Grounded in the Law
IN THIS ISSUE
- Resources from NICHCY
- From Our Friends at the IDEA Partnership
- It All Starts…in Families…and Communities
- The Little Ones: Early Intervention/Early Childhood
- Schools, K-12
- State & System Tools
So many factors can affect children’s education: changes in personnel, school policies, budget adjustments, state laws, and more. Fortunately, the education of students with disabilities is protected by several federal laws.
This month we’re offering resources that help families, educators, and other personnel navigate and understand the protections offered by the Individuals with Disabilities Education Act (IDEA), the Americans with Disabilities Act (ADA), Section 504 of the Rehabilitation Act, the Assistive Technology Act, and the Family Educational Rights and Privacy Act (FERPA).
Happy New Year to you,
at the National Dissemination Center
for Children with Disabilities
RESOURCES FROM NICHCY!
Disability and Education Laws
NICHCY devotes an entire section of our website to federal legislation that relates directly or indirectly to individuals with disabilities, particularly children and youth. Visit the NICHCY Laws page to connect with more info on IDEA, Section 504, the ADA, and the Assistive Technology Act!
Journal Articles on Special Education Law
Another section of NICHCY’s website is devoted to bringing you full-length articles on special education and disability law (especially IDEA and Section 504) from peer-reviewed journals.
Easy-to-read Publications on IDEA
NICHCY offers many summaries on the nation’s special education law. Examples include:
Categories of disability under IDEA (available in English and Spanish)
Developing your child’s IEP (available in English and Spanish)
Questions and answers about IDEA
Questions often asked by parents about special education services (available in English and Spanish)
FROM OUR FRIENDS AT THE IDEA PARTNERSHIP
Dialogue Guides for IDEA 2004 Part B Regulations
Dialogue Guides are models for conducting interactive discussions across stakeholders in states and districts around implementation of IDEA 2004. Topics include Discipline Regulations, Regulations related to Individualized Education Program (IEP) Team Meetings and Changes to the IEP, the National Instructional Materials Accessibility Standards (NIMAS), and more.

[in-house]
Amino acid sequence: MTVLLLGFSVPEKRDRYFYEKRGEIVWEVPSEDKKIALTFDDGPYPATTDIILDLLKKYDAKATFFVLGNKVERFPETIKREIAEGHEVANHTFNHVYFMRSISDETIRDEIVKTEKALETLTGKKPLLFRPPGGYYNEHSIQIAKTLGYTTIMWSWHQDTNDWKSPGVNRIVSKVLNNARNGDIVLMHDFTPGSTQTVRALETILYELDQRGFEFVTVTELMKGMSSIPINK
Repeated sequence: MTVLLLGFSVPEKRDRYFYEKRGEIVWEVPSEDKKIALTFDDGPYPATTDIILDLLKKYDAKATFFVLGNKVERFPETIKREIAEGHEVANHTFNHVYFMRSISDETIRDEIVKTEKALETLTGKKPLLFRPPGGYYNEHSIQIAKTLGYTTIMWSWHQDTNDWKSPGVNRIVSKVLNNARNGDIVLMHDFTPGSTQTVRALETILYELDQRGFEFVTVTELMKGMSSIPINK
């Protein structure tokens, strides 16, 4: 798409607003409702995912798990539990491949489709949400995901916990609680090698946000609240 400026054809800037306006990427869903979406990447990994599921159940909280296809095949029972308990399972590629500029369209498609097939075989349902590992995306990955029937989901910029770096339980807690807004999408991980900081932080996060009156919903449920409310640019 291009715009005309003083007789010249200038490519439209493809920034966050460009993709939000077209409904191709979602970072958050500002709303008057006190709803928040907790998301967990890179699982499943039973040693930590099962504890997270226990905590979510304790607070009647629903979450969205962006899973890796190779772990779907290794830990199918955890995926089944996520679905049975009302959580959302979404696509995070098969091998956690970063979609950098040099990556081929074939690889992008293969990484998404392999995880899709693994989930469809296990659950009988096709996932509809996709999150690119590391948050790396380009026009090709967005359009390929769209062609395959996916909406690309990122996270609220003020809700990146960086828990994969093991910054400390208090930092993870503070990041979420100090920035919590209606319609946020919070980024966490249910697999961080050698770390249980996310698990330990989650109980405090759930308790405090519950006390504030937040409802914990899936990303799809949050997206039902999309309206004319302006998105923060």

IT ALL STARTS IN FAMILIES AND COMMUNITIES
IEP FAQs Pop-Up — Special Factors in IEPs
This pop-up feature from Wrightslaw offers answers to common questions on behavior problems, limited English proficiency, assistive technology, communication problems, and more.
Parents, know your rights
The federal regulations for IDEA 2004 include a section (Subpart E) called Procedural Safeguards. These safeguards are designed to protect the rights of parents and their child with a disability and, at the same time, give families and school systems several mechanisms by which to resolve their disputes. Find out more about each parental right, at:
Derechos de los padres
The same information about parental rights is available in Spanish, at:
Understanding the Americans with Disabilities Act Amendments Act and Section 504
This Parent Advocacy Brief will help you understand the changes brought about by the ADAAA, how they apply to Section 504, and how they may impact children with disabilities, including learning disabilities, as well as other conditions such as Attention-Deficit/Hyperactivity Disorder (AD/HD). Complete a form to download this FREE e-book.
THE LITTLE ONES: EARLY INTERVENTION/EARLY CHILDHOOD
Introduction to IDEA Part C: Three Interactive Modules
The Washington Systems Improvement Project Team developed three modules for the Early Support for Infants and Toddlers Program: Foundations of Early Intervention;
Initial and Ongoing Functional Assessment; and Developing Initial and Continuing Individualized Family Service Plans.
Video| Major Changes to Part C Regulations
A 20-minute video featuring Alexa Posny, former Assistant Secretary of the U.S. Department of Education’s Office of Special Education and Rehabilitative Services (OSERS), highlights some of the major changes to the regulations.